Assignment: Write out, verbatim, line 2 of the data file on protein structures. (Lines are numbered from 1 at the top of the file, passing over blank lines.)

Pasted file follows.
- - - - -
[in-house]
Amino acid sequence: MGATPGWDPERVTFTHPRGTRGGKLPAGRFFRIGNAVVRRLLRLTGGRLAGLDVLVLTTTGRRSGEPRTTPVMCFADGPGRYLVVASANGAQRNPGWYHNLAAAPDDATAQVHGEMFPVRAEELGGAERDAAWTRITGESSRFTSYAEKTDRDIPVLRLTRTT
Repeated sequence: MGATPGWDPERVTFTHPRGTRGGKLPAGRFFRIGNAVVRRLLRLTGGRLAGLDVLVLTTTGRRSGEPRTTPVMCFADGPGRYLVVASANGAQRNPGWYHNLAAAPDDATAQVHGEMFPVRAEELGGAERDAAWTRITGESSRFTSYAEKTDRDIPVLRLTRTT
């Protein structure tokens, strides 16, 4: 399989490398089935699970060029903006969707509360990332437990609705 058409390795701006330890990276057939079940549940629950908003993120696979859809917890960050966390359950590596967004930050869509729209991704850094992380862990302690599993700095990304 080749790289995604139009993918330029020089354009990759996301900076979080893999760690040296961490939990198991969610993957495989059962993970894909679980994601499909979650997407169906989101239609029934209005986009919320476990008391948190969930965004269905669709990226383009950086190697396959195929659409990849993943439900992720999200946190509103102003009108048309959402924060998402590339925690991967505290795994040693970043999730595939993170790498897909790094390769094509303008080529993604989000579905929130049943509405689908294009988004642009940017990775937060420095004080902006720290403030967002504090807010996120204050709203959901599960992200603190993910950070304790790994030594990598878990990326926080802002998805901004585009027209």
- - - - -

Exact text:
Amino acid sequence: MGATPGWDPERVTFTHPRGTRGGKLPAGRFFRIGNAVVRRLLRLTGGRLAGLDVLVLTTTGRRSGEPRTTPVMCFADGPGRYLVVASANGAQRNPGWYHNLAAAPDDATAQVHGEMFPVRAEELGGAERDAAWTRITGESSRFTSYAEKTDRDIPVLRLTRTT